2

Is the apostrophe placement in the next sentence correct? "The girl's basketball team won the championship."

Is this correct since the team is acting as one unit?

3
  • 4
    Only correct if it's the basketball team of that one girl. – Hot Licks Oct 10 '15 at 2:10
  • 1
    @HotLicks Not the complete answer, surely? Suppose you said My girl's basketball team. If you put the apostrophe after then you might appear as the parent of the entire team. And why not The (neighbours') girl's basketball team. – WS2 Oct 10 '15 at 7:52
  • 2
    @WS2 - Yep, in those cases it is, for the intent of the sentence, the team of that one boy or girl. I did not say otherwise. – Hot Licks Oct 10 '15 at 12:22
3

It certainly deserves an apostrophe; for example, "women basketball team" is incorrect. It should be "women's basketball team," and therefore, it should also be "men's basketball team," "boys' basketball team," and "girls' basketball team."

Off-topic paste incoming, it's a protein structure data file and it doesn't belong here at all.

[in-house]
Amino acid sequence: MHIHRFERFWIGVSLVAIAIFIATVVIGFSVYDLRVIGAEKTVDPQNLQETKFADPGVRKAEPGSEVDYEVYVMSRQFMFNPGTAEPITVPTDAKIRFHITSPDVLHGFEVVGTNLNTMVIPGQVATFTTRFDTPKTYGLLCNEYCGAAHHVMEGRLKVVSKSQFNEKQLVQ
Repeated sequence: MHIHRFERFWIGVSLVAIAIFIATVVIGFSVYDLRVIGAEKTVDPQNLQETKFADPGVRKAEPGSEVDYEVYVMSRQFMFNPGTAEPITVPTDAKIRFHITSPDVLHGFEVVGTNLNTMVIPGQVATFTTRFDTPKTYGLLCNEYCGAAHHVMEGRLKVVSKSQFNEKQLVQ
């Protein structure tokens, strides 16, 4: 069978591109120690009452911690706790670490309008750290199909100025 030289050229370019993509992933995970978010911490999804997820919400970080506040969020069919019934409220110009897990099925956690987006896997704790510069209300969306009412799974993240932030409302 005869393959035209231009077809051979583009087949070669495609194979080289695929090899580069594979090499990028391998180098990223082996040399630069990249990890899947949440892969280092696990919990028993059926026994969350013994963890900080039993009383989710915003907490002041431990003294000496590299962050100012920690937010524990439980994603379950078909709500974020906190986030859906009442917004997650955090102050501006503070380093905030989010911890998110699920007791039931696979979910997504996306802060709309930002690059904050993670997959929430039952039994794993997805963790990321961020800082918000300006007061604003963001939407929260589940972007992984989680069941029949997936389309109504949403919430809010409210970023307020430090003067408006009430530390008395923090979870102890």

"Girl's team" is emphasizing one particular girl on the team. For example, "Sheila's basketball team," i.e. the team Sheila plays on.

"Girls' team" indicates one team composed of numerous girls.

"Girls' teams" indicates numerous teams composed of numerous girls.

2
  • 1
    If the girl is Sheila, and Sheila is on a particular basketball team, I don't see anything wrong with saying "Sheila's basketball team won the championship"—or (by replacement) "The girl's basketball team won the championship." The accuracy of that wording depends on whether the speaker has in mind "Sheila and her team" (in which case "girl's" seems perfectly valid) or, say, "the Frostbite Falls High School girls' basketball team" (in which case "girl's" does not seem valid). – Sven Yargs Oct 10 '15 at 9:11
  • @Sven Yargs: Good point. – Der Übermensch Oct 10 '15 at 11:44

Your Answer

By clicking “Post Your Answer”, you agree to our terms of service, privacy policy and cookie policy

Not the answer you're looking for? Browse other questions tagged or ask your own question.